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Germany to increase share of renewables in transport to 28% by 2030

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Germany has decided to increase the share of renewable energy in the transport sector to 28% by 2030.

The plan, adopted by the German Government at the suggestion of Federal Environment Minister Svenja Schulze, means that the country will go ‘well beyond the EU’s requirements of 14%.

In addition to stronger incentives for green hydrogen, new charging stations and advanced biofuels that are obtained from residues instead of food, the change in the law also provides for biofuels made from palm oil to be phased out.

“We need more modern, clean technologies in Germany in order to achieve the climate targets in traffic,” said Schulze. “With the law on the promotion of climate-friendly fuels, the federal government is creating an effective instrument to really reduce greenhouse gas (GHG) emissions.

“But we don’t just want more blindly alternative fuels in the tank. What is supposed to replace crude oil must not destroy the rainforest at the same time. I want to promote fuels that are efficient and affordable and that protect the climate without destroying nature.”

The amendment to the law implements the EU directive for renewable energies in transport (RED II), which in 2030 must account for 14% of total energy consumption in the transport sector. The German Government wants to ‘significantly exceed’ these EU requirements and increase the proportion to 28%.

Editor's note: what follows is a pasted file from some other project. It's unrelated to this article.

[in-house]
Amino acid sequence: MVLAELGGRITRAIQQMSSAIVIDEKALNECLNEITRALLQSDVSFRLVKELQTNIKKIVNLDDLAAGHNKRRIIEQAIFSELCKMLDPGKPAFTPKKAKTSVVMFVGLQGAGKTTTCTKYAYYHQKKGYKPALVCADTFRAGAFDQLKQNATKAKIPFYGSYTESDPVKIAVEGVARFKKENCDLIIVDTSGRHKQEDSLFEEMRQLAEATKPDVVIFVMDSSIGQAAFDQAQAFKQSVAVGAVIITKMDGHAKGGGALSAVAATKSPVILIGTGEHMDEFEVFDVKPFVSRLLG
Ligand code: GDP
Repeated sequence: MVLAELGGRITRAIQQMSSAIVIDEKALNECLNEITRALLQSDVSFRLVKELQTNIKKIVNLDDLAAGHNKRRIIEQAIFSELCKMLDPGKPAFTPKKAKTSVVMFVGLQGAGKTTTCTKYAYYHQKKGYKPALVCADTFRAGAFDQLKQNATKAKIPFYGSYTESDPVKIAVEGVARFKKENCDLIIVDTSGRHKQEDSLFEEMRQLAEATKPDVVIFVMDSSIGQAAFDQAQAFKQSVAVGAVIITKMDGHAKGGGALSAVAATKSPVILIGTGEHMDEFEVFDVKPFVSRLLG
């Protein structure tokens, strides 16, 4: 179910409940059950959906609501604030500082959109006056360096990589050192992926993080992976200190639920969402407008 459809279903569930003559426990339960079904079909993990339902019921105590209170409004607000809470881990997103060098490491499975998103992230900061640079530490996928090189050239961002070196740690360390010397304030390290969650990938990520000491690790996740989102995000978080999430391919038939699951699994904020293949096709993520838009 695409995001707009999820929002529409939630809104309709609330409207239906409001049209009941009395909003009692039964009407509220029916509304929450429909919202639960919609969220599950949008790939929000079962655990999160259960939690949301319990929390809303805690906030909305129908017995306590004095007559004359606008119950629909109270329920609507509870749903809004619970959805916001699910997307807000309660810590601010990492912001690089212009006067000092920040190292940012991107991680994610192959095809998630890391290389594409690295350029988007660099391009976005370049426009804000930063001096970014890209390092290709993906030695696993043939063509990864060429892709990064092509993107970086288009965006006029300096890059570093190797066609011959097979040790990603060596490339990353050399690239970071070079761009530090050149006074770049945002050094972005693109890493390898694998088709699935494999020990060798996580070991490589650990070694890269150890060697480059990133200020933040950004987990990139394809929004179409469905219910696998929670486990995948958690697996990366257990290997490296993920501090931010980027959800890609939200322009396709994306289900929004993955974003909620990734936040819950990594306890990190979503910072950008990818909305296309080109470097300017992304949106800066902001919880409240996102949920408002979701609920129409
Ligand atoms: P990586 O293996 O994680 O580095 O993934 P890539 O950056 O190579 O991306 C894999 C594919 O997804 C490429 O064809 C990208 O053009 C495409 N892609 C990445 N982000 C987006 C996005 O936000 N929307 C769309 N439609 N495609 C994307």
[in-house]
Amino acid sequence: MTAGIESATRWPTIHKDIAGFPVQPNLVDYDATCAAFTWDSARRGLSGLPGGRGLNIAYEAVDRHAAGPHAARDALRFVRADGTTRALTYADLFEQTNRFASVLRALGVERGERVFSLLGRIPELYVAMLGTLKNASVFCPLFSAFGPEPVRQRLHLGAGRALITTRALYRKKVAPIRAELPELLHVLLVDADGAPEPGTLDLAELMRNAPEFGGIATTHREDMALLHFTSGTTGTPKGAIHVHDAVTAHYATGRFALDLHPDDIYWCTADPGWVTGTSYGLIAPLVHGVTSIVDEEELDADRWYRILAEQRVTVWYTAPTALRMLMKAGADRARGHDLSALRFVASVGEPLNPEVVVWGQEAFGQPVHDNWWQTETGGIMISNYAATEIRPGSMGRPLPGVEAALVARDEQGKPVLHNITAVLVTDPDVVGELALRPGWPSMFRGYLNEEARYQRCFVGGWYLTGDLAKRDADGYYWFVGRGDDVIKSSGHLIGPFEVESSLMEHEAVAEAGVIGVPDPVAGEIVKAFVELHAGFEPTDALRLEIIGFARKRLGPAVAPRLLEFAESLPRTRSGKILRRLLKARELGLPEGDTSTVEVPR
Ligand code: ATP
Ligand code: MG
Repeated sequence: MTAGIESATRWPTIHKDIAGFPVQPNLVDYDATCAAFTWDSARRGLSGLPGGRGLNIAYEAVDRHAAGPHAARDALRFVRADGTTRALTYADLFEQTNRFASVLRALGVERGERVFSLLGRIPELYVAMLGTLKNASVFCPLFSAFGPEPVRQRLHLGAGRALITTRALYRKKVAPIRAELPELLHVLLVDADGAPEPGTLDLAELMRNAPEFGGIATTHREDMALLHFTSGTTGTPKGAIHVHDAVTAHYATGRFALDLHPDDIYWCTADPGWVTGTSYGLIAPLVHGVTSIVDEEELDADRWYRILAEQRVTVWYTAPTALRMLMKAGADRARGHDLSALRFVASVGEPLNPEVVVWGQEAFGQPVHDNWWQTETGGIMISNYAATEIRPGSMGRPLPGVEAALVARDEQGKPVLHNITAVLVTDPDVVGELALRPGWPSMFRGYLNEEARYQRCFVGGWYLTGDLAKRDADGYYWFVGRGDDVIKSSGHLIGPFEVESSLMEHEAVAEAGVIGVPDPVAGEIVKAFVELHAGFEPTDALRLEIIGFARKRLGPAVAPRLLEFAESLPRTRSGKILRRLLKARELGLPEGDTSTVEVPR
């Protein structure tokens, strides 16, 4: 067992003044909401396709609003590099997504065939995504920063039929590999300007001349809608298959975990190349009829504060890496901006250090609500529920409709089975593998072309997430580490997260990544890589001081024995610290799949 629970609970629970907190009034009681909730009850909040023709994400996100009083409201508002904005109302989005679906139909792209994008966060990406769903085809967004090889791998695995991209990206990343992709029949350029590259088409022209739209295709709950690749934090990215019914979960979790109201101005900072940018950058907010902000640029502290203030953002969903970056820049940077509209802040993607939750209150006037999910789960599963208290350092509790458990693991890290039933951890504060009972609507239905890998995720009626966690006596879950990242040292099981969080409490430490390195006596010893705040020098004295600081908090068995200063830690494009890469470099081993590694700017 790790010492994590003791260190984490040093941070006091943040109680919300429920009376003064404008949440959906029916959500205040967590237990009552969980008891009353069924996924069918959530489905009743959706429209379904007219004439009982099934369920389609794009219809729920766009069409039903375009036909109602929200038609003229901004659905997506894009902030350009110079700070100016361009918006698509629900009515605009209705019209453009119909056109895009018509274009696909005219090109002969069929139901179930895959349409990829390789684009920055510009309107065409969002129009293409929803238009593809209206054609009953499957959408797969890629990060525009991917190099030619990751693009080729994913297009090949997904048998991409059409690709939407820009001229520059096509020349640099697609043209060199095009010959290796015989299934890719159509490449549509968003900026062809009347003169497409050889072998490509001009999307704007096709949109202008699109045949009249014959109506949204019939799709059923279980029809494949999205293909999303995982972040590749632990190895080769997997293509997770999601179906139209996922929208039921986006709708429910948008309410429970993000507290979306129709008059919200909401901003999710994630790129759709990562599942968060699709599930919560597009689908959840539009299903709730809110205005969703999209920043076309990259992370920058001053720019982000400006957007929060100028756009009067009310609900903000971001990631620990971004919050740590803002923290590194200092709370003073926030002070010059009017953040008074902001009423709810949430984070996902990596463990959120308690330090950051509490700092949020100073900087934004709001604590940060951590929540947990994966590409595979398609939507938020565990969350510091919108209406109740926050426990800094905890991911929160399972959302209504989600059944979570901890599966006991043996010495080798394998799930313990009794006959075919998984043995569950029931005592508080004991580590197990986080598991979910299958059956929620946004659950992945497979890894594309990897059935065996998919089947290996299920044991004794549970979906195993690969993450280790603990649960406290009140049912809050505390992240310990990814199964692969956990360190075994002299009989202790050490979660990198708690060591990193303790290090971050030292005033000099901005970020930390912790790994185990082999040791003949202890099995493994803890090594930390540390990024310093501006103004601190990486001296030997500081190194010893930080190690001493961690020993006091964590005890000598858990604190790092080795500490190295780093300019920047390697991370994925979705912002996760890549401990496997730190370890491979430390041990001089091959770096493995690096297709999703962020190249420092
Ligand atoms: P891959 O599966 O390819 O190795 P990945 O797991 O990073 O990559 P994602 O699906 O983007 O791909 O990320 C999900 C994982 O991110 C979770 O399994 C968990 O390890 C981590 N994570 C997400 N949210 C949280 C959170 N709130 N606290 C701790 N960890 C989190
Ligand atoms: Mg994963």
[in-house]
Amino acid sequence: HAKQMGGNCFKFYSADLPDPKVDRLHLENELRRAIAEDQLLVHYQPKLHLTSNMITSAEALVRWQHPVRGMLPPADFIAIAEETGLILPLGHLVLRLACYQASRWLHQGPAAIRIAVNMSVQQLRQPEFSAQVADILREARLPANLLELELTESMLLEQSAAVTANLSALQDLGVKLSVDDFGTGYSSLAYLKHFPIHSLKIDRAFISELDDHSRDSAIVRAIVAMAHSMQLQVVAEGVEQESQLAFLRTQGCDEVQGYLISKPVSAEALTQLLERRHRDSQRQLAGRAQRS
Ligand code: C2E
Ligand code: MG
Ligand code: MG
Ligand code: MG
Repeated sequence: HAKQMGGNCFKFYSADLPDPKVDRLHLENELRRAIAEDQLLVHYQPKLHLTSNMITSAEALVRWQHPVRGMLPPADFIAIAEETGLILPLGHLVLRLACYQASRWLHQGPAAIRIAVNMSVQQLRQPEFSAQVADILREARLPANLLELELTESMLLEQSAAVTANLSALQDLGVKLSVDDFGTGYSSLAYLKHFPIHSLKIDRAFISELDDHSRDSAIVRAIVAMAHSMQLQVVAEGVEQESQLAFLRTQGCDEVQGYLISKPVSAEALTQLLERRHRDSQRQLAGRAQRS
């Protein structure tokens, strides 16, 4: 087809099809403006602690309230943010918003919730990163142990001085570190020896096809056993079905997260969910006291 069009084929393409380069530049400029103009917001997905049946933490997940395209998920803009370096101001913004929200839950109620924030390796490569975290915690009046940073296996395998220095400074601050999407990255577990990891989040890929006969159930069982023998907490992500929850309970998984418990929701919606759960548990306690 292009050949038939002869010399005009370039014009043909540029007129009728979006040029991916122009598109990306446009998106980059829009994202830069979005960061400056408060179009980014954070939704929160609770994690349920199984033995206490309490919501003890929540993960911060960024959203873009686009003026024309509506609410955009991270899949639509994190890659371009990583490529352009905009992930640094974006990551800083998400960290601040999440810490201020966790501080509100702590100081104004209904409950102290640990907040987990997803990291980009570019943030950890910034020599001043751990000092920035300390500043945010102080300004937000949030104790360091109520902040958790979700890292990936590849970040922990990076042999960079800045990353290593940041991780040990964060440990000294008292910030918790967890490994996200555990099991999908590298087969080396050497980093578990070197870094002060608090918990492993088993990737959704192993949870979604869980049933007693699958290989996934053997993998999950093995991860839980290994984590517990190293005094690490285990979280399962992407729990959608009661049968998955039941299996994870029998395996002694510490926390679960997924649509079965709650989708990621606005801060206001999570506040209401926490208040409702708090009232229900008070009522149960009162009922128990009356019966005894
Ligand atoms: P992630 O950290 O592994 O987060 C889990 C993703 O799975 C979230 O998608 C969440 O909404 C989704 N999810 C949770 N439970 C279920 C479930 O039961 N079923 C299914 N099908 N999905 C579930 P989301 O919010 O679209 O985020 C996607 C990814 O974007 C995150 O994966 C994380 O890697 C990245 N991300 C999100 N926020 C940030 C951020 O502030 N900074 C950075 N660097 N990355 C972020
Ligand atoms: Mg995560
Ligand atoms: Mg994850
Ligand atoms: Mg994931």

Germany fulfills these EU requirements via a GHG reduction quota in the Federal Emission Control Act. With the GHG quota, mineral oil companies are obliged to reduce the GHG emissions of their fuels by 6%, currently. To do this, they can use climate-friendly energy products such as green hydrogen, electricity, or advanced biofuels. According to this new amendment, the GHG quota will gradually increase to 22% by 2030.

Electricity-based fuels based on green hydrogen are expected to make an important contribution to Germany’s transport climate goals. But green electricity is a ‘precious commodity’, according to the government. The necessary production capacities for electricity-based fuels still have to be created. Therefore, the government wants to use green hydrogen first where there are no more efficient, climate-friendly alternatives than the direct use of electricity.